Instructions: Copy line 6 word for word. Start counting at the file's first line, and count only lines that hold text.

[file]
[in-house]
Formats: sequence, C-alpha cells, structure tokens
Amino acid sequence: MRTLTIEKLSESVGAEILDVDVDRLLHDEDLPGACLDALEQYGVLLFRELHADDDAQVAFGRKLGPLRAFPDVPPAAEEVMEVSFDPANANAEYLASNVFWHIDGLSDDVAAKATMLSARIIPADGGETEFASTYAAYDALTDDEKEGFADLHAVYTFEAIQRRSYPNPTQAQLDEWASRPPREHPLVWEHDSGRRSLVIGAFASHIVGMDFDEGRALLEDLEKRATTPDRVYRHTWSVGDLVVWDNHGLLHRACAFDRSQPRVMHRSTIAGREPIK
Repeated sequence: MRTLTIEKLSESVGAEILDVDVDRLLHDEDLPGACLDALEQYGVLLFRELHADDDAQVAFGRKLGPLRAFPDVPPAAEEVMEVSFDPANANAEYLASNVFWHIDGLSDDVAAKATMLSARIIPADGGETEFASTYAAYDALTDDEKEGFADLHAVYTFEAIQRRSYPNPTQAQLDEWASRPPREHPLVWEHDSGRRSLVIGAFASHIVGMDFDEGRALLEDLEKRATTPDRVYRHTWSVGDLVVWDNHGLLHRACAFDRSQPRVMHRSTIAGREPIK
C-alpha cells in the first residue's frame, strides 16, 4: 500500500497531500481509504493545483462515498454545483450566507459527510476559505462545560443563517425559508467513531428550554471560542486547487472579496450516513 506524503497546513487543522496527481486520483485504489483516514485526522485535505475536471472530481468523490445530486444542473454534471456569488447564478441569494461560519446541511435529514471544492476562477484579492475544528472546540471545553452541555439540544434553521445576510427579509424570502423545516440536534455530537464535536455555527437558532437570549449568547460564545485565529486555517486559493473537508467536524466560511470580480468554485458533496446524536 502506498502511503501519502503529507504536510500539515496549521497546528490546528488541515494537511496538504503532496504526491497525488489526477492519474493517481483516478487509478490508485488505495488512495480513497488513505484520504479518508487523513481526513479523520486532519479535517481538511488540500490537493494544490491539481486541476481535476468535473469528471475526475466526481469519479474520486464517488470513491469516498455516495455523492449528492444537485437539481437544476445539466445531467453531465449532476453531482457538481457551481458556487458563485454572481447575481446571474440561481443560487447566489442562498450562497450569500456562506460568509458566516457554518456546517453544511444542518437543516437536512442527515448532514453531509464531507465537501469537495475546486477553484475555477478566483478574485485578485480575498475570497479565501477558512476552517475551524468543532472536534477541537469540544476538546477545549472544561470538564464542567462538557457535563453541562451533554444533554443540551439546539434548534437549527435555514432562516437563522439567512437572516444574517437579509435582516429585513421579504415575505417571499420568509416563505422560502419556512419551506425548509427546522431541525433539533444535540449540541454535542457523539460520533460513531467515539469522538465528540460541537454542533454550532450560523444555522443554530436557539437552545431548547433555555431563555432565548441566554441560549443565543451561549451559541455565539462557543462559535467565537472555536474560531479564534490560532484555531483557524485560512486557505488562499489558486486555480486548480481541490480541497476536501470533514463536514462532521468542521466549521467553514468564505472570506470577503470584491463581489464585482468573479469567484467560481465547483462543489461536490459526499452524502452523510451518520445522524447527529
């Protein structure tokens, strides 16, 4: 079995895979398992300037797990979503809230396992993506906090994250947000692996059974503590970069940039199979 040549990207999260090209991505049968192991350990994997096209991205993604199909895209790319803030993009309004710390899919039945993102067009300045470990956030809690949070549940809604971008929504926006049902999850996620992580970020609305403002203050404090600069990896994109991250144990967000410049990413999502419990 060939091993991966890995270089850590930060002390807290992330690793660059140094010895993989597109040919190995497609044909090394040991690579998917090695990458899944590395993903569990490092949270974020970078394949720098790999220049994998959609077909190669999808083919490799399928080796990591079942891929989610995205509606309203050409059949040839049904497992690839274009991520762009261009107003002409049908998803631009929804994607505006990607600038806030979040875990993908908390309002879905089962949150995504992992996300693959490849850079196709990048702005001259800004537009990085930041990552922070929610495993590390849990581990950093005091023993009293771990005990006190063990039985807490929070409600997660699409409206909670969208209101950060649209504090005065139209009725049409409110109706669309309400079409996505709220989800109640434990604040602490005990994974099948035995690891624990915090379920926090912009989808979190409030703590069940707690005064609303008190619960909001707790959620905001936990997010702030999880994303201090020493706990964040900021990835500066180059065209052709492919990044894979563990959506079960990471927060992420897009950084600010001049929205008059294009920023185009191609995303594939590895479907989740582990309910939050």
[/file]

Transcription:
């Protein structure tokens, strides 16, 4: 079995895979398992300037797990979503809230396992993506906090994250947000692996059974503590970069940039199979 040549990207999260090209991505049968192991350990994997096209991205993604199909895209790319803030993009309004710390899919039945993102067009300045470990956030809690949070549940809604971008929504926006049902999850996620992580970020609305403002203050404090600069990896994109991250144990967000410049990413999502419990 060939091993991966890995270089850590930060002390807290992330690793660059140094010895993989597109040919190995497609044909090394040991690579998917090695990458899944590395993903569990490092949270974020970078394949720098790999220049994998959609077909190669999808083919490799399928080796990591079942891929989610995205509606309203050409059949040839049904497992690839274009991520762009261009107003002409049908998803631009929804994607505006990607600038806030979040875990993908908390309002879905089962949150995504992992996300693959490849850079196709990048702005001259800004537009990085930041990552922070929610495993590390849990581990950093005091023993009293771990005990006190063990039985807490929070409600997660699409409206909670969208209101950060649209504090005065139209009725049409409110109706669309309400079409996505709220989800109640434990604040602490005990994974099948035995690891624990915090379920926090912009989808979190409030703590069940707690005064609303008190619960909001707790959620905001936990997010702030999880994303201090020493706990964040900021990835500066180059065209052709492919990044894979563990959506079960990471927060992420897009950084600010001049929205008059294009920023185009191609995303594939590895479907989740582990309910939050």